Sometimes I pretend I'm her mother. That's okay, isn't it? Sometimes, when I'm walking my granddaughter all over town, I look up and see how much the town has changed in 40 years and how much I have changed, too.
But sometimes I think how nothing has changed. How it's the same, really. The world, my town, the sun rising and setting, a permanent backdrop. And for a few crazy, giddy seconds, time slips out of sequence and I pretend that the baby in the carriage isn't my granddaughter at all, but mine.
The carriage I push is different, of course. It's multipurpose and sturdy. So is the car seat. Charlotte can go from being driven to being pushed without being disturbed. And the baby in the carriage? She's dressed in pink, and the first baby I walked was all in blue. I see this.
I see the physical differences. There are so many more houses and fewer trees than there used to be. The groan of traffic is louder. The old wooden bridge, the woods behind the football field, the movie theater, the drug store, they’re gone.
So many people are gone, too.
But I also see how much remains the same.
I'm the same. I may not look it but I'm the same person I was when the carriage I pushed was a big English pram, a gift from my mother-in-law, and the child in it was my firstborn. I feel the same joy heading out the door — excited, happy, proud, the ground underneath me, the sky above and the air I breathe no different now than they were then.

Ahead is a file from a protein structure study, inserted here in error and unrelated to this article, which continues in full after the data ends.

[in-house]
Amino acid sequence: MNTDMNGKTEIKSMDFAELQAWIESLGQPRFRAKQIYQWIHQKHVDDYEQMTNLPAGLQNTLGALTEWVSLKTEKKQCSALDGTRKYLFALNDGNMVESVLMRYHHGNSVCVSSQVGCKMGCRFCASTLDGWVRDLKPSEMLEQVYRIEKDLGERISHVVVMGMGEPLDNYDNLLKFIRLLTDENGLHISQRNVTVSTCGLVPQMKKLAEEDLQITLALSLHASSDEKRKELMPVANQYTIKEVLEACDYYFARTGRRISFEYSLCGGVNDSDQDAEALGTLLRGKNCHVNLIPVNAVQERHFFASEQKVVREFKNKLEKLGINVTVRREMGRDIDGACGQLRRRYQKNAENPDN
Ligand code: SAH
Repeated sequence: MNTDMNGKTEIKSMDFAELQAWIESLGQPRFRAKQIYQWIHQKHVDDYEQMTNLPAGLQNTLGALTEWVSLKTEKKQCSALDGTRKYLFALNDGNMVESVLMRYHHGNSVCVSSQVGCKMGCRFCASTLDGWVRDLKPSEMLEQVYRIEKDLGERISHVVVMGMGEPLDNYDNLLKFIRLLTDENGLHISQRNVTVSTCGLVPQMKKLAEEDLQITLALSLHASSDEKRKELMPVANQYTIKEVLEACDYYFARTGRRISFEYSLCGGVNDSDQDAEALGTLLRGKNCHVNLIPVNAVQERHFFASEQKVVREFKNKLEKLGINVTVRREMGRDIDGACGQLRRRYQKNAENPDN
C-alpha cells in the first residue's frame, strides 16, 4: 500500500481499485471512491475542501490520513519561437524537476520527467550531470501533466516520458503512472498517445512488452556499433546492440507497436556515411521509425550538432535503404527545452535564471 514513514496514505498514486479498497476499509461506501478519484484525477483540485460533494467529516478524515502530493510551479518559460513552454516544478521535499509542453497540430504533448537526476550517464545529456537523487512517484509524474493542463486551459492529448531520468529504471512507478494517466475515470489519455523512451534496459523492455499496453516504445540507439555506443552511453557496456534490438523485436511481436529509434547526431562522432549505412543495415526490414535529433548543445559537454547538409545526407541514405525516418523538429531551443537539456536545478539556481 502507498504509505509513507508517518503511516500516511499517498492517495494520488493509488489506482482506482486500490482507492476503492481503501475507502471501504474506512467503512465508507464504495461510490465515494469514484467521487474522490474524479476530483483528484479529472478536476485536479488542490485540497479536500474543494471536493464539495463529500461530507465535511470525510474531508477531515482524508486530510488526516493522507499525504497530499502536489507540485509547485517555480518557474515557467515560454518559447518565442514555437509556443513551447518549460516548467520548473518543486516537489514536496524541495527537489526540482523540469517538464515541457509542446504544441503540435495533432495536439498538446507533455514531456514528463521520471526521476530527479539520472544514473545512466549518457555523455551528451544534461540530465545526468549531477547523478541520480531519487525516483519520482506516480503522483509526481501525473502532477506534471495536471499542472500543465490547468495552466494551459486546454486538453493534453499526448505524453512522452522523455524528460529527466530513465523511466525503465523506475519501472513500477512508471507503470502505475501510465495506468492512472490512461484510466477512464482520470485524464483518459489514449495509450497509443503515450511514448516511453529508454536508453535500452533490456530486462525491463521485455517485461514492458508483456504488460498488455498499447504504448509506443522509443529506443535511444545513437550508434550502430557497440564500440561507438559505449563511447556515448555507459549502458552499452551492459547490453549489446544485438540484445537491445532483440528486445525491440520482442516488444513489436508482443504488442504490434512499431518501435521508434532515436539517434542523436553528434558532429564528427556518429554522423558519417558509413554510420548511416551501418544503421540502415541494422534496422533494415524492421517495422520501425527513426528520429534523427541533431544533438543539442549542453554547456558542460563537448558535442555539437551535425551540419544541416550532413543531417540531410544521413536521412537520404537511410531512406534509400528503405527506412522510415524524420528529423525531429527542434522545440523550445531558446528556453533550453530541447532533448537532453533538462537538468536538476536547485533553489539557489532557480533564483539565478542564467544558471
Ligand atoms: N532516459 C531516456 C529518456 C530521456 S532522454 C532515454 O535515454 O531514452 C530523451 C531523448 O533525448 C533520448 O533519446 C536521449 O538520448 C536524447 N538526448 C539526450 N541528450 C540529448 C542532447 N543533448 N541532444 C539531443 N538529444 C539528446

So what that the teenage girl who used to babysit for my children is a woman now with three children of her own. I see her waiting for the school bus with her oldest daughter and I wave and think, "She's all grown up." I understand this. I understand that my youngest daughter's best friend — who used to be a tomboy — is 30 now and totally female. I understand that the clock has been ticking and time has been passing and decades have come and gone.
But it's hard to believe in time when you're pushing a baby carriage and the air is as clear as it’s been this fall and the leaves are orange and red and the sun is warm and the shadows are long and you're looking down at a baby, and not into a mirror or back at the past.
The shapes of the streets are the same, straight in some places and all curves in others. The stone walls. The old houses. The churches. Even the people are the same, some strangers, but some just older.
Life is short. That's what you hear over and over, but that's not what you believe. Not when you're young, and it takes forever to get from Thanksgiving to Christmas, never mind being 30 someday. And then you're 30 — how did you get to be 30? — and you begin to think that maybe there's something to this. Maybe life is shorter than you think.
But the days are long and you're busy and you're always tired because someone has a cold and someone else has a project due and someone is always awake in the middle of the night. And there’s work and meetings and it is impossible to believe for more than a minute that life is short when a single day can feel like forever.
I walk my granddaughter down the streets where I walked my own children more than 30 years ago.
"What's that?" I would play, pointing up.
And each of them, eyes bright, would look up and shout, “Sky!”
"And what's that?"
"Tree," they would say.
"And what's that?"
“And what’s that?
Charlotte is only six months old, too young to play "What's that?" But I play it anyway. "That's the sky," I tell her. "And that’s a tree. And this is a leaf. And this is a Mimi!” And I stick my head in her carriage and making her laugh.
Mimi. Not Mama. But sometimes, for a little while, on a little walk, I pretend they're the same.
How well do you get along with your grandchild and other family members? Want to know if your personalities mesh?Find out here.